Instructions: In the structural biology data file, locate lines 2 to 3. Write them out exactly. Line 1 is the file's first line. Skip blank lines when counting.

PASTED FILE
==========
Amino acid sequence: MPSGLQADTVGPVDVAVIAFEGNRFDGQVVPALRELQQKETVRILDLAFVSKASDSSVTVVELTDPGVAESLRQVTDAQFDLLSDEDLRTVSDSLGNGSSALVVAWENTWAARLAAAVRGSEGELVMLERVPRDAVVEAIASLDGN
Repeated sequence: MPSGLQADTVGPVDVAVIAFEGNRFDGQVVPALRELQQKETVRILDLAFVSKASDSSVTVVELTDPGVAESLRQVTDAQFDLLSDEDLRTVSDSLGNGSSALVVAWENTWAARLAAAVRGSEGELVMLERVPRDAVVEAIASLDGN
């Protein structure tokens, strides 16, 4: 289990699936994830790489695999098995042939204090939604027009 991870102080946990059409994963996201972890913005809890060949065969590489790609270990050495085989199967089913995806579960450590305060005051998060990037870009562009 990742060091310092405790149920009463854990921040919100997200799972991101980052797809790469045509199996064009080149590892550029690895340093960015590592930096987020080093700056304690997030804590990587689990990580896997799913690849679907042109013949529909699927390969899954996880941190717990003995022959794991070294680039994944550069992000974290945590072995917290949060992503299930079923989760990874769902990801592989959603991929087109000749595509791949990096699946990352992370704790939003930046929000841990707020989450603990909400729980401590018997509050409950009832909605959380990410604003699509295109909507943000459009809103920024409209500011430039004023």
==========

Repeated sequence: MPSGLQADTVGPVDVAVIAFEGNRFDGQVVPALRELQQKETVRILDLAFVSKASDSSVTVVELTDPGVAESLRQVTDAQFDLLSDEDLRTVSDSLGNGSSALVVAWENTWAARLAAAVRGSEGELVMLERVPRDAVVEAIASLDGN
């Protein structure tokens, strides 16, 4: 289990699936994830790489695999098995042939204090939604027009 991870102080946990059409994963996201972890913005809890060949065969590489790609270990050495085989199967089913995806579960450590305060005051998060990037870009562009 990742060091310092405790149920009463854990921040919100997200799972991101980052797809790469045509199996064009080149590892550029690895340093960015590592930096987020080093700056304690997030804590990587689990990580896997799913690849679907042109013949529909699927390969899954996880941190717990003995022959794991070294680039994944550069992000974290945590072995917290949060992503299930079923989760990874769902990801592989959603991929087109000749595509791949990096699946990352992370704790939003930046929000841990707020989450603990909400729980401590018997509050409950009832909605959380990410604003699509295109909507943000459009809103920024409209500011430039004023």